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I am a PhD student mid stage, working on computational aspects of mathematics. I am working on a research problem with my supervisor. I am at a stage where I can't take much help from the supervisor because I am in the fourth year. I can't do something like going to supervisors office to verify my answers. I did these things in the initial years of my PhD, but now I can't poke my supervisor that often.

I am facing a difficulty that how to come with something non-trivial on myself. The problem with me is that I go into wrong directions many times, and in the past I have spent many days, weeks, or longer on these wrong directions. I want to minimise the number of these trials and failures. Does it come with age?

Question: Is there any way to pick a right direction (which yields a paper) in research while solving a problem? I can take the help of my research supervisor once in two weeks. However, many times a day or week, I also need to discard some of the possible directions of research.

  • ** I can't do something like going to supervisors office to verify my answers. ** Why??? When I work on something, I do not hesitate to walk into my colleague's office and say "LIsten, I have this problem and this idea. Let's discuss it a bit" and I can no longer count the number of times somebody else played this game on me. Of course, this requires decently good relationships, but I hope you haven't seriously quarreled with your adviser yet. – fedja Jun 15 '18 at 4:33
  • You show your independence by leading a meaningful discussion, coming with your own ideas, figuring out answers, clearly understanding where you are stuck, etc., not by avoiding regular communication. The latter is neither necessary, nor sufficient for demonstrating maturity and independence, IMHO. So, if you feel like you want to discuss anything and have to say something more meaningful than "I need help figuring out what I need help with", I would say, by all means, go ahead and talk! – fedja Jun 15 '18 at 5:33
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Short version: no.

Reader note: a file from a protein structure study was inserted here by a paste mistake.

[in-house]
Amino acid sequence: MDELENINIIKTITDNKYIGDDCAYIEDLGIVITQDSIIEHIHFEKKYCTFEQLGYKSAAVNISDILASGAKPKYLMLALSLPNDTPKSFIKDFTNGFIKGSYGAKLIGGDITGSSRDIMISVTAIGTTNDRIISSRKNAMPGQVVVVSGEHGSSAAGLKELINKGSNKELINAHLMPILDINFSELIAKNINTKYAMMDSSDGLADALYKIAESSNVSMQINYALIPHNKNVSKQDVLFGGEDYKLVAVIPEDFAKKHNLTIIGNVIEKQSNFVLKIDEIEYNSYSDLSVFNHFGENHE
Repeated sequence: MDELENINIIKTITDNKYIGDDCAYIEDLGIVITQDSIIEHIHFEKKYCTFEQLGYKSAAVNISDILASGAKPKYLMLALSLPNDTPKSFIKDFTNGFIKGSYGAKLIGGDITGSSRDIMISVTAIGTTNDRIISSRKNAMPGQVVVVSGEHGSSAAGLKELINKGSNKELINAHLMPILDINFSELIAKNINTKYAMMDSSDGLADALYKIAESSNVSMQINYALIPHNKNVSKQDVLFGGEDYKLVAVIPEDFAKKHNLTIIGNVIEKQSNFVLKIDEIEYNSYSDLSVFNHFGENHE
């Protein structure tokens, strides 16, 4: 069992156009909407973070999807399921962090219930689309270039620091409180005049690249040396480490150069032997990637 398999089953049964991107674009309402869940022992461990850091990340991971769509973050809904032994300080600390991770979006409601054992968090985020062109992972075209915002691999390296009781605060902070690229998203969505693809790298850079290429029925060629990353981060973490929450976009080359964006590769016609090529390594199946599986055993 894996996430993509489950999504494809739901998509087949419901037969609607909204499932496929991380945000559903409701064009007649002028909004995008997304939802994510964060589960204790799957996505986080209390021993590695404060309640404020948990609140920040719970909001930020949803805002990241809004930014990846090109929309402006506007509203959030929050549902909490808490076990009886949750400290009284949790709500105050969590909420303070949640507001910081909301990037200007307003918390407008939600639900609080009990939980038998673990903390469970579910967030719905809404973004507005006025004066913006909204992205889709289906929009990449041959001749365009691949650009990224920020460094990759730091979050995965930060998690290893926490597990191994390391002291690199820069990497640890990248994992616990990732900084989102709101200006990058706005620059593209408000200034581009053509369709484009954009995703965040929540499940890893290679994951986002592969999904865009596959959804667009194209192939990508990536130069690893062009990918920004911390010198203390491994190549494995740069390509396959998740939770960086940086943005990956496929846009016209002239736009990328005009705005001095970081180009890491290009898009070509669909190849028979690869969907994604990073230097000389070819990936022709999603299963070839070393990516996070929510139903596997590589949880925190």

Long version: absolutely no. Having experience in the field helps (and experienced people are those that have already taken lots of wrong directions in their life), but ultimately encountering road blocks is a part of research. It happens all the time. You take lots of wrong directions, you waste time.

What you read in the papers is the road that works and gives the best and shortest solution to the problem, but the people who wrote them typically have also tried several approaches that didn't work, or were a lot more cumbersome.

If it is already clear from the beginning what will work, it's not research anymore, it's just an exercise. :)

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    And usually the best approach to be written up is recognized in hindsight after getting there a more painful way... – Jon Custer Jun 14 '18 at 13:45
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The only way to pick the right direction in research inevitably leading to a research paper is knowledge of your field. There is no set way to do this. However, you can certainly, make educated guesses based off previous results and your knowledge of the literature.

Regarding your supervisor, I think it is very reasonable request that you ask for guidance as to whether you are working in the right direction. After all, he/she is probably an expert in this field and will have a better hunch about your chosen direction.

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